“I’m standing in her private negligee, she’s literally touching my genitals with her fingers over her panties.”

The actress we spoke to also recounted her experience with a professor from the Academy of Dramatic Arts who hired her as a student in her play: “I was 19 and I was supposed to play a mother in my 30s. Several men, older and younger, have swapped for the role of my husband. We were supposed to do a sex scene, which was not originally written exactly like a sex scene. A colleague and I started improvising so that she would stop us and say that she doesn’t like when sex is ‘faked’ on stage. I replied that I would not agree to ‘fake’ sex on stage for any money, to which she replied that she was surprised and did not expect me to be so closed. Then she came to demonstrate on me ”

“I’m standing in her private negligee which was my costume and she is literally touching my genitals with her fingers over her panties. I was paralyzed and just glanced to my colleagues that I was not comfortable. When my acting partner wasn’t at the rehearsal, I would ask a colleague who plays my son to play sex scenes with me and to compete there just so she could watch, there was no other purpose because we would never repeat the scene in the same way when the right partner would come, ”the actress tells us.

She told us that she did not intend to point a finger at specific people, but that she wanted such events to be discussed and all the horrors to be heard in front of our noses, and to start reacting to them. “The experience with that professor is so absurd to me that I did not experience it at all as a trauma, more as a bizarre episode in a series of sexual abuses in my life. I don’t want to make her life miserable, but I would like her to know what kind of trace her actions and methods leave, so that she can change something on that issue, ”he says.

For that same professor, the actor, a student of the Academy two and a half decades ago, told us that she drove him home at 2 in the morning after the exam and invited him to her place because she has no husband. He turned her down. In connection with the Zagreb Academy, the group Nisam tražila also published stories about a professor who encouraged a student to masturbate in order to enjoy an acting rehearsal, about a professor who aggressively and tirelessly attacks a student, about a professor who asks a student to she gets on all fours and tortures like a cow as he hits her with his palm on her buttocks.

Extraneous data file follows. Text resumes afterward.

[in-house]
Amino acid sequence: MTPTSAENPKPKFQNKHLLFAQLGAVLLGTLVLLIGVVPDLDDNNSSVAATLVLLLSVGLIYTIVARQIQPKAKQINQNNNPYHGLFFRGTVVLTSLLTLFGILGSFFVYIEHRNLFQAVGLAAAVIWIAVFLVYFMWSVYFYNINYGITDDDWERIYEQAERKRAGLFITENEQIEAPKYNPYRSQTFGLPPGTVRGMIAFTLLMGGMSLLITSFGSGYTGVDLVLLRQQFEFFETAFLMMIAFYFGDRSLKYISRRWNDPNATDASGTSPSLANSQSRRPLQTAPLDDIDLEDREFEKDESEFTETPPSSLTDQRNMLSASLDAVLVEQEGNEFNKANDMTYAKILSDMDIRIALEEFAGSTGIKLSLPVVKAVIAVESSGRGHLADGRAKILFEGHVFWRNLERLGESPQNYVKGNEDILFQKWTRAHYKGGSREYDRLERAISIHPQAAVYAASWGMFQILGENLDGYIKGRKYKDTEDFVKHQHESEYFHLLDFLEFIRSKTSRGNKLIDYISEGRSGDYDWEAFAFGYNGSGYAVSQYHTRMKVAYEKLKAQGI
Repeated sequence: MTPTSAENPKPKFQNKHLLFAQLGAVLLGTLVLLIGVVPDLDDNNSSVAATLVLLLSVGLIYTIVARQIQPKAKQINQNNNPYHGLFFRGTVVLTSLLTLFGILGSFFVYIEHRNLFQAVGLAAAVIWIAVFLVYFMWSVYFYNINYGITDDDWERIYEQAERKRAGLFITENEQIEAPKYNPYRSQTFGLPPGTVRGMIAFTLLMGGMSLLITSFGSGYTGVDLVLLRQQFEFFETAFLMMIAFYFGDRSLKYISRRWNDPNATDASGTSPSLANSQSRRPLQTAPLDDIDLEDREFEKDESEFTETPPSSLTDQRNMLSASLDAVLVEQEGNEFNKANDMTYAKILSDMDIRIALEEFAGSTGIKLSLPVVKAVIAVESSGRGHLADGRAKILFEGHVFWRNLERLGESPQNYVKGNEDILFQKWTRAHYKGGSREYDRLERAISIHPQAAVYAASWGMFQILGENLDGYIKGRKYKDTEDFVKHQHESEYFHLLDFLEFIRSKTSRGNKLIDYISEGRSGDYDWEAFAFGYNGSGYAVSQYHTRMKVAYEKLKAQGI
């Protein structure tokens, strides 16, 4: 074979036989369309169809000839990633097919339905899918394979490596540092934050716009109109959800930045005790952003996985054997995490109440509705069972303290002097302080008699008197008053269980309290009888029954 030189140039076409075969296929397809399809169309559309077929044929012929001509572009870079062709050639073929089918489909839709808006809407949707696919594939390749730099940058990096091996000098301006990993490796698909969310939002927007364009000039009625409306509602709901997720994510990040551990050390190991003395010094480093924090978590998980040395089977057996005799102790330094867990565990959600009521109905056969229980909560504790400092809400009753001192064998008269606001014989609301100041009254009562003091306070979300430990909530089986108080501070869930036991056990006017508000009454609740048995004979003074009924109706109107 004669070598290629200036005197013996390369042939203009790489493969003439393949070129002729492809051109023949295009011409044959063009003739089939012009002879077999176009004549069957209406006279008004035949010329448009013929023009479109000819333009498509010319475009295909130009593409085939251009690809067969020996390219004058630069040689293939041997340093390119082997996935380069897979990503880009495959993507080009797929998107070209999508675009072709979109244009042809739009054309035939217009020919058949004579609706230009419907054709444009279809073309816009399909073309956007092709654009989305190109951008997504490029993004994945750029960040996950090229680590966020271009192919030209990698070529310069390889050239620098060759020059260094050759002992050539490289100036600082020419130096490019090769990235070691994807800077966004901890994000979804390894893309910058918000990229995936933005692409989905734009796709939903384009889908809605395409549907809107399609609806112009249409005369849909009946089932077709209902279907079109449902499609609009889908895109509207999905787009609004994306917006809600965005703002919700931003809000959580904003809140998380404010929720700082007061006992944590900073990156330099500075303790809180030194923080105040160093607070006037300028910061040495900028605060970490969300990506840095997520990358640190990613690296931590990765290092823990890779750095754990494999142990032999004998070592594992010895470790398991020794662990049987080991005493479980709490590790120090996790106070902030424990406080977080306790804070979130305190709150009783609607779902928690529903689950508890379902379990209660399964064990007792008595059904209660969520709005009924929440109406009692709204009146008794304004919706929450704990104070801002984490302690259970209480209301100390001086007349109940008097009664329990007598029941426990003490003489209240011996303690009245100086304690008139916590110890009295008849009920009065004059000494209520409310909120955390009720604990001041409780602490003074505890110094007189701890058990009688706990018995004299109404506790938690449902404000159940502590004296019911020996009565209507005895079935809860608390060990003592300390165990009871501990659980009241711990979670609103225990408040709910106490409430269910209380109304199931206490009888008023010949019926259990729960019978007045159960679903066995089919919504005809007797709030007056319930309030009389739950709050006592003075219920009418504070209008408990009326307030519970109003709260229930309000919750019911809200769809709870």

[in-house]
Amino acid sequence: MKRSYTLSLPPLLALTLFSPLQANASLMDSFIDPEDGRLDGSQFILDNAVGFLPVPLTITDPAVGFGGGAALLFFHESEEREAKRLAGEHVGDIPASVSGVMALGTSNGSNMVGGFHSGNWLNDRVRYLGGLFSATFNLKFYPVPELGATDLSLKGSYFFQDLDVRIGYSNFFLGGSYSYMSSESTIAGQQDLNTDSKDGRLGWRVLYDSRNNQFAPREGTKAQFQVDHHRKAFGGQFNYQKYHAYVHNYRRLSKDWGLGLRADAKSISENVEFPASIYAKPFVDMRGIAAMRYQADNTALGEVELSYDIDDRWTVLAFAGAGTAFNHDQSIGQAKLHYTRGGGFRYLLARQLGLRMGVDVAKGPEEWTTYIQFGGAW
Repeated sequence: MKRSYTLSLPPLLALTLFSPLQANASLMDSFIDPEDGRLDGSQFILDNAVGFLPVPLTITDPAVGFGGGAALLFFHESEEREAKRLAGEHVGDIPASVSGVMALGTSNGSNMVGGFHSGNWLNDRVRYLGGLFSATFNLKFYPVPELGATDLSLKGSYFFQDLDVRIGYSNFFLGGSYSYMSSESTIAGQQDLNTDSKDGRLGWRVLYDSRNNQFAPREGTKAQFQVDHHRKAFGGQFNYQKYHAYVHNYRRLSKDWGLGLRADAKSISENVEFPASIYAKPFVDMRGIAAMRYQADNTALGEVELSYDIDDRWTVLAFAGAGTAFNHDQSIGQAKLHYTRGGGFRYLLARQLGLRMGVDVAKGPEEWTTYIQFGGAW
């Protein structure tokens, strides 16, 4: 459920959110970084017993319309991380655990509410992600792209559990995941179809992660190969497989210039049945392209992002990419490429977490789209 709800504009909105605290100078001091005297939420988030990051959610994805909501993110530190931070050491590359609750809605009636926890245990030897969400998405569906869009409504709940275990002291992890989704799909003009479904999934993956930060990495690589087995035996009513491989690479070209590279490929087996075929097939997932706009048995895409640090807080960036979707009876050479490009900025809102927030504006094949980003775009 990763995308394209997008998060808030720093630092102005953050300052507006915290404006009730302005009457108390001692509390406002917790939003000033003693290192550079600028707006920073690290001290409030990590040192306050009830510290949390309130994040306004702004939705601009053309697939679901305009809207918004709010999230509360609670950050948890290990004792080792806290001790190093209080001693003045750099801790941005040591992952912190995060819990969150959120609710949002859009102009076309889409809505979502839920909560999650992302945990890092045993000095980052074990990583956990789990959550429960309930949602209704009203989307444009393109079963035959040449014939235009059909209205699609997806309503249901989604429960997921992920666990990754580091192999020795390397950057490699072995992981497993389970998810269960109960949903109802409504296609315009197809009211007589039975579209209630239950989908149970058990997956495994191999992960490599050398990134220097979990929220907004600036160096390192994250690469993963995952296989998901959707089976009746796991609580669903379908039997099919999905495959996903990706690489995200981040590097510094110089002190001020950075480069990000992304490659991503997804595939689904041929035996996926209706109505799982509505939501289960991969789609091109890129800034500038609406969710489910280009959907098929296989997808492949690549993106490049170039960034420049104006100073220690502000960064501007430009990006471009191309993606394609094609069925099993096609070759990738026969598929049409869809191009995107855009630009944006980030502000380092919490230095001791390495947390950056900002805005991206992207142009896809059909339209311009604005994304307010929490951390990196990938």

None of the former and current students of the Academy we spoke to these days were surprised by such statements, and some themselves had unpleasant experiences with teachers.

After the testimonies began to be issued, the Student Union of the Academy proposed to the faculty administration that a working group be formed to which students could address complaints anonymously or under their names. This was realized and Dean Franka Perković Gamulin invited current and former students to provide information on cases of abuse, violation of the principles of gender equality and related forms of discrimination. So far, a dozen applications have been received.

Dean Perković Gamulin: I am shocked by the testimonies

Dean Perković Gamulin told us in the conversation that she was shocked by the testimonies, that she did not expect that they would concern the Zagreb Academy and that in less than five years of her mandate there were no reports, and no insinuations about such behavior came to her. nor to anyone in the deanery. “The system is not working well enough and we have failed to notice and react, and as dean I am first in the chain of responsibility. I want to show the victims that they were not in vain brave when they spoke and that all those who did these horrors will bear the consequences”, said the Dean.